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Architecture is one reason we Travel
Many people schlep thousands of miles just to look at a building. Is it worth the journey? Why do we travel? What makes us yearn to visit Europe or Asia or New York? As often as not, we journey to far off places so that we can see monuments, cathedrals, shrines, historic homes, and other great works of architecture. Traveling offers a chance of seeing and experiencing fascinating buildings first-hand, in ways that cannot be replicated through photos or videos.
This new section offers a glimpse to world locales with architectural eye candy.
A (very brief) Guide to Prague
Known as the “golden city of spires,” Prague in the Czech Republic has architectural splendors that span a thousand years. This post is an introduction to the Medieval, Baroque, and Renaissance buildings you will see when you travel to Prague.Read More
A-frame (1957 – Present)
Triangular and tee-pee shaped homes date back to the dawn of time, but architect Andrew Geller turned an old idea into a revolutionary concept in 1957 when he built an “A-frame” house in Long Island, New York.Read More
Swiss Miss (1958 – 1960s)
Swiss Miss is an informal name given to a variation of the A-Frame house style. Created by draftsman Charles Dubois, a Swiss Miss house resembles a Swiss chalet with tropical, Tiki details.Read More
Mies van der Rohe (1886 – 1969)
The United States has a love-hate relationship with Mies van der Rohe. Some say that he stripped architecture of all humanity, creating cold, sterile and unlivable environments. Others praise his work, saying he created architecture in its most pure form.Read More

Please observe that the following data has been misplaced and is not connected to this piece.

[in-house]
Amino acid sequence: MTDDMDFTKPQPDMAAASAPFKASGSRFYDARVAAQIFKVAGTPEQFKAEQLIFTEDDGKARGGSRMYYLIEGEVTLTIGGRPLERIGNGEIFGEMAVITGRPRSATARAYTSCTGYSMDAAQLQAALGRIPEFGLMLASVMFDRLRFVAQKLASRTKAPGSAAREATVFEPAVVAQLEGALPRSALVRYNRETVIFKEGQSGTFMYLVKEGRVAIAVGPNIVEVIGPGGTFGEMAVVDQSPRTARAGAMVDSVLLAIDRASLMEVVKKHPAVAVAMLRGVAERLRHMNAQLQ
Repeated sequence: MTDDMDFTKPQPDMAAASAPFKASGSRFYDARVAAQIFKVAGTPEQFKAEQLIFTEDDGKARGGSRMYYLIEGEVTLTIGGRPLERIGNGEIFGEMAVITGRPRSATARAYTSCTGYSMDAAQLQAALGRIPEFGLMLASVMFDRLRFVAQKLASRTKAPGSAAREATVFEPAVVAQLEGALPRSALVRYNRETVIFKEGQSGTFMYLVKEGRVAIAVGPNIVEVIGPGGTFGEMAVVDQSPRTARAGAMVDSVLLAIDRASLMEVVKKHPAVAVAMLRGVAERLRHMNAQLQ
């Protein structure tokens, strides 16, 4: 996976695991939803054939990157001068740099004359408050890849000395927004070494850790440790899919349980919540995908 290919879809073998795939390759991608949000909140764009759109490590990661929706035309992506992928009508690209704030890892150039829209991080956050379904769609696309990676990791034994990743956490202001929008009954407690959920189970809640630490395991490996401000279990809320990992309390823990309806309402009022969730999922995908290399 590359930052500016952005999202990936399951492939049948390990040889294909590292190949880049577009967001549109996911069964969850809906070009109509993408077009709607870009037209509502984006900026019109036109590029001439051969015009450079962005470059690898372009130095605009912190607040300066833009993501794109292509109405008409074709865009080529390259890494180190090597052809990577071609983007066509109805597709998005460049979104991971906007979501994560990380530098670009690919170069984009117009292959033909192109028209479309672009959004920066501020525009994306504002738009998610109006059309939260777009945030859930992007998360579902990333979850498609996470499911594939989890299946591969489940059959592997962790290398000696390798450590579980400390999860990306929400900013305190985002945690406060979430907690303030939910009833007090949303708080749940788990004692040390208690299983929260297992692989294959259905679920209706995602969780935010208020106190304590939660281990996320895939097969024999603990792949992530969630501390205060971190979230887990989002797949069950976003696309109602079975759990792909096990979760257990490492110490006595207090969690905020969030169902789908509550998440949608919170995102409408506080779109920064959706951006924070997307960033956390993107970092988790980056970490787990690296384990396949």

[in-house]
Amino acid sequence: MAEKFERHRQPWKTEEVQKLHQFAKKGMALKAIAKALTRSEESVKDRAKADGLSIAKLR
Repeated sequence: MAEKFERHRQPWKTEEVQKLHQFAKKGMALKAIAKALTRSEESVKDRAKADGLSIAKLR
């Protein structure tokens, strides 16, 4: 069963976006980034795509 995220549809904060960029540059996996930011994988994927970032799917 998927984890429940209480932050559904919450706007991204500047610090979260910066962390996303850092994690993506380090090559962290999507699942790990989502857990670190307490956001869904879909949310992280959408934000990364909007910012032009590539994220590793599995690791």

Nautilus House, Mexico
The shell-shaped Nautilus House in Mexico City hardly looks like a home. But even though the inside is just as unconventional as the outside – with carpets of plants, stone walkways and entirely curvilinear surfaces – a couple and their young children actually live there.Read More
Errante Guest House, Chile
The word ‘unusual’ doesn’t quite cut it when describing this extremely odd building, which hardly looks habitable with its sloping surfaces. Details on this structure are fuzzy, but it’s certainly an eye-catcher.Read More
This Greek column design is taken from the Erectheum in Athens (450 B.C.). The women of Carya refused to be taken as slaves by the advancing Greeks. For this they were immortalized in the columns that support the porch. Since then, any column with robed women can bear the same name.
Any decoration on a building to make it look like a castle, usually a notched or indented parapet originally for protection so inhabitants could shoot through the openings in combat. See also crenellation and battlement.
Ortner Design Newsletter - Issue 15 - January 24, 2011(310)592-5566 - firstname.lastname@example.org
Monday, January 24, 2011
Home Styles, Famous Architects, Unusual Buildings, Architectural Terms from Ortner Design - Los Angeles-Platinum Triangle-Beverly Hills-Bel Air-Holmby Hills-Sunset Strip-Hollywood Hills-luxury estates-homes for sale-listings-Realtor-Real Estate - http://w
Home Styles, Famous Architects, Unusual Buildings, Architectural Terms from Ortner Design
Los Angeles-Platinum Triangle-Beverly Hills-Bel Air-Holmby Hills-Sunset Strip-Hollywood Hills-luxury estates-homes for sale-listings-Realtor-Real Estate - http://www.ChristopheChoo.com